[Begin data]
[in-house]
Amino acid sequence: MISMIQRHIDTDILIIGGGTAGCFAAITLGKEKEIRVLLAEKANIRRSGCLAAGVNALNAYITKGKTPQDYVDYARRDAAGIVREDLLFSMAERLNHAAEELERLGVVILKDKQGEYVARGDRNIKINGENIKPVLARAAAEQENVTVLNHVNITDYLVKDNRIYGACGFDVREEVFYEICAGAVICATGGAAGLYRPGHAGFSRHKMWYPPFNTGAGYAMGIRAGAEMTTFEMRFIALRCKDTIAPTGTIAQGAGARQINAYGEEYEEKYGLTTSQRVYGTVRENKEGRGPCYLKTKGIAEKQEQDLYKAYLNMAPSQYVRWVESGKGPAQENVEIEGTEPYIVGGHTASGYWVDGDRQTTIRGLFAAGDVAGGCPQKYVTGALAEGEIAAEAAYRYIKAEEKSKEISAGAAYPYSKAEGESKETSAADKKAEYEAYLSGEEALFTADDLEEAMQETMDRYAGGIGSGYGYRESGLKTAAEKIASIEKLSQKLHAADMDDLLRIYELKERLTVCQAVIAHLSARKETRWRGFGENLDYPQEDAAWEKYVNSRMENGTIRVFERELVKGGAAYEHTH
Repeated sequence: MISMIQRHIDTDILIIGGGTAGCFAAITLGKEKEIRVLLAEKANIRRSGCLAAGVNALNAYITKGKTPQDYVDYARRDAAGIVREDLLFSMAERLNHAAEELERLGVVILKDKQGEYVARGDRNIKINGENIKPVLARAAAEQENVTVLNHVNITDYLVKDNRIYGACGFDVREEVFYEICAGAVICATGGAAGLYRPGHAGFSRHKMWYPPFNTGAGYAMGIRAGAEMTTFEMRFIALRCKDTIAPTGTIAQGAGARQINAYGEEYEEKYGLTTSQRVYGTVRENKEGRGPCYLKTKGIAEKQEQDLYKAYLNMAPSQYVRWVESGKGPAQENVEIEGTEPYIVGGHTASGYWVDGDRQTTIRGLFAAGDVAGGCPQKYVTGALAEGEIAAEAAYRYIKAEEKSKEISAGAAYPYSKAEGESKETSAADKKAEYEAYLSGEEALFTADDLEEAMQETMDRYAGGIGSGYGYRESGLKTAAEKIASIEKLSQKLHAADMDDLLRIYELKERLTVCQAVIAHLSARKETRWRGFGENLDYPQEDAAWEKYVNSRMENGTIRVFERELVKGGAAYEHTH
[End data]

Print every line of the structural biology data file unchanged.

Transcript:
[in-house]
Amino acid sequence: MISMIQRHIDTDILIIGGGTAGCFAAITLGKEKEIRVLLAEKANIRRSGCLAAGVNALNAYITKGKTPQDYVDYARRDAAGIVREDLLFSMAERLNHAAEELERLGVVILKDKQGEYVARGDRNIKINGENIKPVLARAAAEQENVTVLNHVNITDYLVKDNRIYGACGFDVREEVFYEICAGAVICATGGAAGLYRPGHAGFSRHKMWYPPFNTGAGYAMGIRAGAEMTTFEMRFIALRCKDTIAPTGTIAQGAGARQINAYGEEYEEKYGLTTSQRVYGTVRENKEGRGPCYLKTKGIAEKQEQDLYKAYLNMAPSQYVRWVESGKGPAQENVEIEGTEPYIVGGHTASGYWVDGDRQTTIRGLFAAGDVAGGCPQKYVTGALAEGEIAAEAAYRYIKAEEKSKEISAGAAYPYSKAEGESKETSAADKKAEYEAYLSGEEALFTADDLEEAMQETMDRYAGGIGSGYGYRESGLKTAAEKIASIEKLSQKLHAADMDDLLRIYELKERLTVCQAVIAHLSARKETRWRGFGENLDYPQEDAAWEKYVNSRMENGTIRVFERELVKGGAAYEHTH
Repeated sequence: MISMIQRHIDTDILIIGGGTAGCFAAITLGKEKEIRVLLAEKANIRRSGCLAAGVNALNAYITKGKTPQDYVDYARRDAAGIVREDLLFSMAERLNHAAEELERLGVVILKDKQGEYVARGDRNIKINGENIKPVLARAAAEQENVTVLNHVNITDYLVKDNRIYGACGFDVREEVFYEICAGAVICATGGAAGLYRPGHAGFSRHKMWYPPFNTGAGYAMGIRAGAEMTTFEMRFIALRCKDTIAPTGTIAQGAGARQINAYGEEYEEKYGLTTSQRVYGTVRENKEGRGPCYLKTKGIAEKQEQDLYKAYLNMAPSQYVRWVESGKGPAQENVEIEGTEPYIVGGHTASGYWVDGDRQTTIRGLFAAGDVAGGCPQKYVTGALAEGEIAAEAAYRYIKAEEKSKEISAGAAYPYSKAEGESKETSAADKKAEYEAYLSGEEALFTADDLEEAMQETMDRYAGGIGSGYGYRESGLKTAAEKIASIEKLSQKLHAADMDDLLRIYELKERLTVCQAVIAHLSARKETRWRGFGENLDYPQEDAAWEKYVNSRMENGTIRVFERELVKGGAAYEHTH